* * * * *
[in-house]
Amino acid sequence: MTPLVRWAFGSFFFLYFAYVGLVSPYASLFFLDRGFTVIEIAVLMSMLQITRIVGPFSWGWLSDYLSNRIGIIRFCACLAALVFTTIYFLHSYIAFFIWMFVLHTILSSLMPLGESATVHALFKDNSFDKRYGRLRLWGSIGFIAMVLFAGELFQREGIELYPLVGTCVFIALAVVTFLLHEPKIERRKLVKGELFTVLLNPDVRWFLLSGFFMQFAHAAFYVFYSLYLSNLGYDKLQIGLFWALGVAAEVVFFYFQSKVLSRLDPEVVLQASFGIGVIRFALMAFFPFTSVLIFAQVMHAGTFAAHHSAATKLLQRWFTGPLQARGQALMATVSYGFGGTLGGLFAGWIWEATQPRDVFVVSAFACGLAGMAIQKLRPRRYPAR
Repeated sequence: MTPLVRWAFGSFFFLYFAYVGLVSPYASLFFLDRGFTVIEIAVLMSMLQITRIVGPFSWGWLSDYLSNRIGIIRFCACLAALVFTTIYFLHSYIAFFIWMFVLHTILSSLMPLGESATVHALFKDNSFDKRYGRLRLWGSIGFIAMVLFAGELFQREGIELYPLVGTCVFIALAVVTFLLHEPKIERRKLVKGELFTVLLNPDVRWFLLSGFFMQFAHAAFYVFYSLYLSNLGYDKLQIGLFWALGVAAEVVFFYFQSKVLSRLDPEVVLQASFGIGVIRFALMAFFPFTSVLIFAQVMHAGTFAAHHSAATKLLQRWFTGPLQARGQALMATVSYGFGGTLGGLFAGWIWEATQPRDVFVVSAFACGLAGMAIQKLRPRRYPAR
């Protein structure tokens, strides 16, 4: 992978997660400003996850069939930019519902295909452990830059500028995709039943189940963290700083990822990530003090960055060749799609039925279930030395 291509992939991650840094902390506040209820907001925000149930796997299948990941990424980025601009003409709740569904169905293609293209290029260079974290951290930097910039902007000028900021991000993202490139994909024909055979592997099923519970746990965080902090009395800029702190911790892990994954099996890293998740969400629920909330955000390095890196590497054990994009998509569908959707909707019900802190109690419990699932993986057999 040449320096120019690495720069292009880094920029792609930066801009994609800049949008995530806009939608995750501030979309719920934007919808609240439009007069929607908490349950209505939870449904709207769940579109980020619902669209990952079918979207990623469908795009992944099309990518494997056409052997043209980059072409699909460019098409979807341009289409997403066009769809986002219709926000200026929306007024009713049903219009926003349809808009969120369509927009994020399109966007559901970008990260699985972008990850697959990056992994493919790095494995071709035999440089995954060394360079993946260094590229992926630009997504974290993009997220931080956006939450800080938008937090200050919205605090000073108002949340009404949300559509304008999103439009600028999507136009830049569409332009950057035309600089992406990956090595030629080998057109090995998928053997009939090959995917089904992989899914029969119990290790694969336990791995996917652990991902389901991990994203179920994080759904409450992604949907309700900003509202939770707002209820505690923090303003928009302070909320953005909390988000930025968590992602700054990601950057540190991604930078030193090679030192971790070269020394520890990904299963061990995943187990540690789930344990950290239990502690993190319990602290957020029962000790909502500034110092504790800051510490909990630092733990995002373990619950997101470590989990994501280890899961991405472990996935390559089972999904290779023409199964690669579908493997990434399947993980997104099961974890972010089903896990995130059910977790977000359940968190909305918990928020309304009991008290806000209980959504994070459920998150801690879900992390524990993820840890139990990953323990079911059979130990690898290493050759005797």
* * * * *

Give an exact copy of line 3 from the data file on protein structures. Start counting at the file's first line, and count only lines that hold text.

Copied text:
Repeated sequence: MTPLVRWAFGSFFFLYFAYVGLVSPYASLFFLDRGFTVIEIAVLMSMLQITRIVGPFSWGWLSDYLSNRIGIIRFCACLAALVFTTIYFLHSYIAFFIWMFVLHTILSSLMPLGESATVHALFKDNSFDKRYGRLRLWGSIGFIAMVLFAGELFQREGIELYPLVGTCVFIALAVVTFLLHEPKIERRKLVKGELFTVLLNPDVRWFLLSGFFMQFAHAAFYVFYSLYLSNLGYDKLQIGLFWALGVAAEVVFFYFQSKVLSRLDPEVVLQASFGIGVIRFALMAFFPFTSVLIFAQVMHAGTFAAHHSAATKLLQRWFTGPLQARGQALMATVSYGFGGTLGGLFAGWIWEATQPRDVFVVSAFACGLAGMAIQKLRPRRYPAR